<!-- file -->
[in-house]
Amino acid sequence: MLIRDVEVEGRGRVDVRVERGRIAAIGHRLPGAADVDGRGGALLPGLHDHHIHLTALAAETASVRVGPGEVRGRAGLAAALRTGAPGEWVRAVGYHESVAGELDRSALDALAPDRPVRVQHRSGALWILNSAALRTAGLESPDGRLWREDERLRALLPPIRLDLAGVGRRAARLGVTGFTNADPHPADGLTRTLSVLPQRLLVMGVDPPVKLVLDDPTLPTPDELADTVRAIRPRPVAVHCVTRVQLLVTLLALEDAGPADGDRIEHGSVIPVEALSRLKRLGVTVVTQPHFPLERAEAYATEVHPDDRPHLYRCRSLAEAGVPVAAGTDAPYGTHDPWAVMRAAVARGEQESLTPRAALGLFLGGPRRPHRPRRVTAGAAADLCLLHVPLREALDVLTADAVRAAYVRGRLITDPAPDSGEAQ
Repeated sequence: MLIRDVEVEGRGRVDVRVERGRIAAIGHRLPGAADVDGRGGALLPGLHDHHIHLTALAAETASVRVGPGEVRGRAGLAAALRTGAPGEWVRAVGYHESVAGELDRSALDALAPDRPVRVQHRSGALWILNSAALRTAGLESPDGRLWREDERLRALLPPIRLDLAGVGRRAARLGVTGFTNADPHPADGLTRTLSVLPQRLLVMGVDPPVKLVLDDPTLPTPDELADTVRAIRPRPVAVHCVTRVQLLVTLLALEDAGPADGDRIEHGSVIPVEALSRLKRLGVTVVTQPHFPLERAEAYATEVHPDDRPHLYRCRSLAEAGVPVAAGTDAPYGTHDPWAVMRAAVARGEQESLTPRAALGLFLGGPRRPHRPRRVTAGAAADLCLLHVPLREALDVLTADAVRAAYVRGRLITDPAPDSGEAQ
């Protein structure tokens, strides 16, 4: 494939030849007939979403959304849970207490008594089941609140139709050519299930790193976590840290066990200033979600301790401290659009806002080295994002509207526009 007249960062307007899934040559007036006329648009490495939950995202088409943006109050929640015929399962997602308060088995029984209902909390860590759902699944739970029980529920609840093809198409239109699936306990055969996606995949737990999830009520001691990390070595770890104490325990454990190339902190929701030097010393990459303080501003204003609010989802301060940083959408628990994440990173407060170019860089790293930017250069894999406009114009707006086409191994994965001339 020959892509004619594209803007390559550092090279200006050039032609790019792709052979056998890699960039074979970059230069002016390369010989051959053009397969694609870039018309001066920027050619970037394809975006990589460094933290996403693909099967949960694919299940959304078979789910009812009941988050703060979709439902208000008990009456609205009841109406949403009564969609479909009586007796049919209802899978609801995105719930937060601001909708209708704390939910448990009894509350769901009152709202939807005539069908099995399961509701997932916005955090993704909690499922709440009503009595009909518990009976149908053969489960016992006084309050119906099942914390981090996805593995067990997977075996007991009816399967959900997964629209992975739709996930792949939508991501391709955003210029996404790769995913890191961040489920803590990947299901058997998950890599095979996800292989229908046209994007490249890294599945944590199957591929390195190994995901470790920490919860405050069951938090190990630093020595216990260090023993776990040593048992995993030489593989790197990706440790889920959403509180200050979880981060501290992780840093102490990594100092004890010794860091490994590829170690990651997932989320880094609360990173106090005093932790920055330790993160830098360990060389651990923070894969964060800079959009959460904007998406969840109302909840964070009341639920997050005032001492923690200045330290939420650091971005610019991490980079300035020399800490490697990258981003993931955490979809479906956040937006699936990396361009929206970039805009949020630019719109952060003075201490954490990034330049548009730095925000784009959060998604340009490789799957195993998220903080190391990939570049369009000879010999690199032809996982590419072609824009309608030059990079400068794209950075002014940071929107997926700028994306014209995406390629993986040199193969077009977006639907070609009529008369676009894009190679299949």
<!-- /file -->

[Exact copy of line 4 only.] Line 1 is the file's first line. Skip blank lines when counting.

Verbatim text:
């Protein structure tokens, strides 16, 4: 494939030849007939979403959304849970207490008594089941609140139709050519299930790193976590840290066990200033979600301790401290659009806002080295994002509207526009 007249960062307007899934040559007036006329648009490495939950995202088409943006109050929640015929399962997602308060088995029984209902909390860590759902699944739970029980529920609840093809198409239109699936306990055969996606995949737990999830009520001691990390070595770890104490325990454990190339902190929701030097010393990459303080501003204003609010989802301060940083959408628990994440990173407060170019860089790293930017250069894999406009114009707006086409191994994965001339 020959892509004619594209803007390559550092090279200006050039032609790019792709052979056998890699960039074979970059230069002016390369010989051959053009397969694609870039018309001066920027050619970037394809975006990589460094933290996403693909099967949960694919299940959304078979789910009812009941988050703060979709439902208000008990009456609205009841109406949403009564969609479909009586007796049919209802899978609801995105719930937060601001909708209708704390939910448990009894509350769901009152709202939807005539069908099995399961509701997932916005955090993704909690499922709440009503009595009909518990009976149908053969489960016992006084309050119906099942914390981090996805593995067990997977075996007991009816399967959900997964629209992975739709996930792949939508991501391709955003210029996404790769995913890191961040489920803590990947299901058997998950890599095979996800292989229908046209994007490249890294599945944590199957591929390195190994995901470790920490919860405050069951938090190990630093020595216990260090023993776990040593048992995993030489593989790197990706440790889920959403509180200050979880981060501290992780840093102490990594100092004890010794860091490994590829170690990651997932989320880094609360990173106090005093932790920055330790993160830098360990060389651990923070894969964060800079959009959460904007998406969840109302909840964070009341639920997050005032001492923690200045330290939420650091971005610019991490980079300035020399800490490697990258981003993931955490979809479906956040937006699936990396361009929206970039805009949020630019719109952060003075201490954490990034330049548009730095925000784009959060998604340009490789799957195993998220903080190391990939570049369009000879010999690199032809996982590419072609824009309608030059990079400068794209950075002014940071929107997926700028994306014209995406390629993986040199193969077009977006639907070609009529008369676009894009190679299949």